I’m divorced. At the time of the Great Divide, I was a stay-at-home, home schooling mom to my three sons – one of them with entry level autism. I hadn’t worked in years. Divorce was a big thing that changed my life. I still grapple with the meaning of it. My kids are back in brick and mortar school. I’m back at work after 8 months of bitter unemployment. I’m raising three boys to be men without a male presence. I yell a lot.
What I never anticipated was our ability to adapt and the beauty of the unexpected simple solution. The little things. I have a day job, but as soon as I get home, I’m in the home office doing my part time work. There are never-ending interruptions from the boys which always makes teleconferencing a challenge. Most of my clients are resigned to the screaming in the background or the occasional “Mommy I have to poop. Will you wipe my bottom?” Right now they are in my office arguing over boiled eggs. They don’t even like boiled eggs. I repeat myself with withering conviction throughout the day. “Get out of my office!” “Let me finish my work!” and my favorite “I’ll be there in a minute!” This is a good one: “Stop touching your brother!” That one works 24/7.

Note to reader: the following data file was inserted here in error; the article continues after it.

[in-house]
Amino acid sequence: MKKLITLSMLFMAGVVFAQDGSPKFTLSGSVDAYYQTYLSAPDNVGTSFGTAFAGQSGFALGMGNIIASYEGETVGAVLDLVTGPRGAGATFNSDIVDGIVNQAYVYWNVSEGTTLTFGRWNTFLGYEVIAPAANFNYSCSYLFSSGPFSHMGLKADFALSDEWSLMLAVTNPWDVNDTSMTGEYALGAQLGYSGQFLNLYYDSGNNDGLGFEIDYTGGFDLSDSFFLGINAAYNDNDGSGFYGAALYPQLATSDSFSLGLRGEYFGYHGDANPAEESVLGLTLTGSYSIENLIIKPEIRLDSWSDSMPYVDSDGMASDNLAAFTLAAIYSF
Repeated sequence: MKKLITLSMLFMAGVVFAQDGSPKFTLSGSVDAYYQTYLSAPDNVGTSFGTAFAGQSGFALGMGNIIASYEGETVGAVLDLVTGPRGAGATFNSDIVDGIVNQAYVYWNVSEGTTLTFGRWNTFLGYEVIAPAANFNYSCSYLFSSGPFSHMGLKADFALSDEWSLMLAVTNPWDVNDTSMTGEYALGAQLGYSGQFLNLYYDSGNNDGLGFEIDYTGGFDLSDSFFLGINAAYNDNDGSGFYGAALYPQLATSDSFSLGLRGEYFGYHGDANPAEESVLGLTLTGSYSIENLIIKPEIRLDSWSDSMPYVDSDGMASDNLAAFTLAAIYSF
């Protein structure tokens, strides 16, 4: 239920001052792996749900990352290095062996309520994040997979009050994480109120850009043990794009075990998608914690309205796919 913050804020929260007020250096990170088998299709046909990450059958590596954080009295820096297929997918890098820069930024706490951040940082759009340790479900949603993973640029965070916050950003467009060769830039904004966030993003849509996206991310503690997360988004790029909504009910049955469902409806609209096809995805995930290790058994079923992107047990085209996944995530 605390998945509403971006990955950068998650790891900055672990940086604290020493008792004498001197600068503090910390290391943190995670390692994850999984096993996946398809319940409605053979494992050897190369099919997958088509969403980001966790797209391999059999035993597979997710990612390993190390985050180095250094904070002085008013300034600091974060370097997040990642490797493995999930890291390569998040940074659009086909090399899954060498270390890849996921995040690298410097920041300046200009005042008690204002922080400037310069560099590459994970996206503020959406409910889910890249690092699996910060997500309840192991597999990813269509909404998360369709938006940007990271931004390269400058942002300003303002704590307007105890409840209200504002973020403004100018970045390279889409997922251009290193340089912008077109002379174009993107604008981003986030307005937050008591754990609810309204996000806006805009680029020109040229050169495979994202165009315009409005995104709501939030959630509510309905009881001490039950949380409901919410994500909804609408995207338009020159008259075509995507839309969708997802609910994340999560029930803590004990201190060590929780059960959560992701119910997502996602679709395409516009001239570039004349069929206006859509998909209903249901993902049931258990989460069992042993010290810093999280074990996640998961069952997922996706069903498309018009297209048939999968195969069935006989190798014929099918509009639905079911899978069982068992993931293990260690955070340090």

Anything I can do to reduce the stress I’m game for. TV, for which I have a love-hate relationship, is a big trigger for tension because the boys only have a love relationship with it. When it’s time for bed, it becomes all out war. They’ve developed effective strategies. The ear piercing whine is fairly reliable. But a couple of weeks ago they did something exceptional. They turned the volume down so I would think they had turned it off. They faked me out. Now I have to stop what I’m doing to get a visual on what they are up to. I cannot trust my ears which for a mom is a really big loss.
Last night a little thing changed my life. The guy I’m dating, the Boyfriend Candidate, is a problem solving junkie. He must look at my house with the same glee as a mosquito in a blood bank. He gave to me a most powerful weapon: a remote control power switch I can use on the TV’s outlet. From my office, without warning, I can turn the TV off at its power source. They cannot turn it back on. They may yet find a go around; they could outsmart me. They are younger and more flexible. But for now, I’ll take the peaceful resignation of “What happened? Why isn’t the TV working? Barnacles.”
Adaptation is a small and beautiful thing.